Vice Chancellors Scholarships

All of the below projects are eligible for the Vice Chancellors Scholarship. For more information about this award, and other Postgraduate funding, please see the University Scholarship finder.

Please note that these projects are in competition with a number of other projects across the School of Physical Sciences for three funded positions. There will be an internal competition and the quality of the applicants will play a role in the final decision of the School. Some projects are also in competition for EPSRC funding – you can find out more about this opportunity here.


PhD in Astrochemistry

Supervisor: Professor Nigel Mason

A PhD position is available in the field of Experimental Astrochemistry. This project is in competition with other projects offered by the School of Physical Sciences for one of a number of Vice Chancellor’s PhD Studentships.

The aim of the project is to study the routes of formation of molecules in the interstellar medium.

The interstellar medium (ISM) is a rich chemical factory, with over 180 molecular species identified to date, mostly observed in star-forming regions. Star formation begins in dense molecular clouds, where cold (~10 K) interstellar dust provides the surfaces for atoms and molecules to “freeze-out”, forming icy mantles. These icy mantles are the largest molecular reservoirs in the ISM, where chemical reactions, driven by both non-thermal and thermal processes, produce more complex molecules that are subsequently released into the gas phase.

The successful candidate will investigate the physical and chemical properties of astrochemical ices in a controlled laboratory environment using ultra-high vacuum chambers and cryogenically cooled substrates to grow interstellar ice analogues. Layers of thin sub-micrometer pure or mixed/layered ices are grown by vapour deposition. The ices are characterised in situ, using Fourier-Transform Infrared Spectroscopy (FTIR) on-site or Vacuum Ultraviolet spectroscopy via access to synchrotron facilities (ASTRID2 in Aarhus, Denmark; and the Taiwan Synchrotron facility). The FTIR and VUV spectra are highly sensitive to the ice morphology and the interaction between the molecular species in the ice, and are also used to monitor any changes as a result of thermal (controlled heating) or non-thermal (UV, electron or ion irradiation) processing. Additionally, mass spectroscopy is used to monitor the species that are released into the gas phase (desorption and sputtering) during processing.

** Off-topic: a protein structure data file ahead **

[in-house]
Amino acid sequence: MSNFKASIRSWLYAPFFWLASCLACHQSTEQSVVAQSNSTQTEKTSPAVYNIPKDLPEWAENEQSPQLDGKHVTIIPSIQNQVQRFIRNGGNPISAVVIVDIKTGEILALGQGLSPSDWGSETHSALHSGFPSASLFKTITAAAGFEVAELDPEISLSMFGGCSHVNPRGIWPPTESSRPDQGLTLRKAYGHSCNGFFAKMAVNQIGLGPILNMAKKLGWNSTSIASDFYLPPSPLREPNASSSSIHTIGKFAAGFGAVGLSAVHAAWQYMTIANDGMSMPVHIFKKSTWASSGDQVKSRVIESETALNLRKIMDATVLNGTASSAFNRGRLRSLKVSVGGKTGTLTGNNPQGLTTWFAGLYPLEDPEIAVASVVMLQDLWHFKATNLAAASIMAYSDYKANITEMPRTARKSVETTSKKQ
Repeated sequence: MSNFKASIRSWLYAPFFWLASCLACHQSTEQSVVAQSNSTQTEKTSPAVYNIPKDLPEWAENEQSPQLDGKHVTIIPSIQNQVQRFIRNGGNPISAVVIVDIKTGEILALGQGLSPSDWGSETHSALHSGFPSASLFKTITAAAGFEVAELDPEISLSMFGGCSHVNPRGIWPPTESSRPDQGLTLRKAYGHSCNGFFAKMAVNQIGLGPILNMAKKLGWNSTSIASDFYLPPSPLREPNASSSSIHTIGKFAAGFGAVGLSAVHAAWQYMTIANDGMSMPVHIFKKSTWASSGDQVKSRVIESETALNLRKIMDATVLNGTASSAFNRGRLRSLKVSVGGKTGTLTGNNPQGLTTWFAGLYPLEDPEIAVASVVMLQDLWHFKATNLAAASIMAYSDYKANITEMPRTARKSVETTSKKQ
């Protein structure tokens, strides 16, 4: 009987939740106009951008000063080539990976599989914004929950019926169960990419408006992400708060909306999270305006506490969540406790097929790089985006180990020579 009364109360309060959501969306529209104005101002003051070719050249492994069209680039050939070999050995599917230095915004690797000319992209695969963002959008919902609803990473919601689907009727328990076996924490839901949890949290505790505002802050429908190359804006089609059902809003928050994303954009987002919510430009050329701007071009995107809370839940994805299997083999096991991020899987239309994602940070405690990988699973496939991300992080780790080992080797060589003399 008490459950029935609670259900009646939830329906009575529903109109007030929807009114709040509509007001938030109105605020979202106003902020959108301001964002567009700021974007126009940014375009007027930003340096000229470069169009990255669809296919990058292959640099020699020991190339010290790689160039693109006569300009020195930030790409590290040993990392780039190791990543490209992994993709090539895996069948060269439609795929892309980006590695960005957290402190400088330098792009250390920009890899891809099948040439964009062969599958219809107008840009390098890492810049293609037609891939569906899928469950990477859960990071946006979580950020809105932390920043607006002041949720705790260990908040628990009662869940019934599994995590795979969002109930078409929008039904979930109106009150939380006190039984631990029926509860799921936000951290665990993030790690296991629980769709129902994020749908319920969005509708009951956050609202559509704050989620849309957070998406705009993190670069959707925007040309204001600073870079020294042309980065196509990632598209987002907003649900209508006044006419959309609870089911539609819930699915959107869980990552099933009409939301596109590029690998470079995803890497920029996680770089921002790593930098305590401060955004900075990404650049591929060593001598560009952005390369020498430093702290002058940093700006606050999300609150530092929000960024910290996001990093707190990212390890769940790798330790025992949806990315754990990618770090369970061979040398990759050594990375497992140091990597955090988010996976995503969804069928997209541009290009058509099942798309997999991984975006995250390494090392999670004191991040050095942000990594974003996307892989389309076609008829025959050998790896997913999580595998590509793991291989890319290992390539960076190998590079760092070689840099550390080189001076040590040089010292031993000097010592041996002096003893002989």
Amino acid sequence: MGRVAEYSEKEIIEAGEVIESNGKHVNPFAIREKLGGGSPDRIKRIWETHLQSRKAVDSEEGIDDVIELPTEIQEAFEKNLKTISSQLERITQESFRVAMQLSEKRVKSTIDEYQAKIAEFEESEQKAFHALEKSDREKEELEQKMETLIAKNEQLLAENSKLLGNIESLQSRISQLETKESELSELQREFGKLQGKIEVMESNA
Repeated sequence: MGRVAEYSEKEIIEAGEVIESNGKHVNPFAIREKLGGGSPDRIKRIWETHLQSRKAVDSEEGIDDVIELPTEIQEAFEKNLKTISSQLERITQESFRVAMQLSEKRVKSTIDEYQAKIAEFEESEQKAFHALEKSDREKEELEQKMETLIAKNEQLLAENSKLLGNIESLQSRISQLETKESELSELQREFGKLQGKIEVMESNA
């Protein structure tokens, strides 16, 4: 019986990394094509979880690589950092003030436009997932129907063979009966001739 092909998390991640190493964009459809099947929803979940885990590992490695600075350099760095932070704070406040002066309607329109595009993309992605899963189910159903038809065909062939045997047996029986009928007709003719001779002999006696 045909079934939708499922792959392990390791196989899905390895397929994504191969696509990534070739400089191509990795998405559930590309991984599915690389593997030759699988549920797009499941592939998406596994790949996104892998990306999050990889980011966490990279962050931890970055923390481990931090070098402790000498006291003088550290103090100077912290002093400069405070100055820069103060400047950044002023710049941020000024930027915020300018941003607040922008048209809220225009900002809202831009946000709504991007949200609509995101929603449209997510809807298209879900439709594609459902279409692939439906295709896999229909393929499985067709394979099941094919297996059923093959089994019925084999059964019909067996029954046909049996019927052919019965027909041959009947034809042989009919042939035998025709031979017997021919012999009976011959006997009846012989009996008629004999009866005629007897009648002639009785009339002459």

A systematic laboratory study of the synthesis of molecular species as a function of ice temperature, morphology and composition as well as the energy, flux and type of processing radiation will be performed and the results compared both with observations and state of the art chemical models of the ISM.


PhD in Star Formation and the Evolution of Galaxies

Supervisor: Dr James Urquhart

A PhD position is available in the field of observational astronomy. This project is in competition with other projects offered by the School of Physical Sciences for one of a number of Vice Chancellor’s PhD Studentships.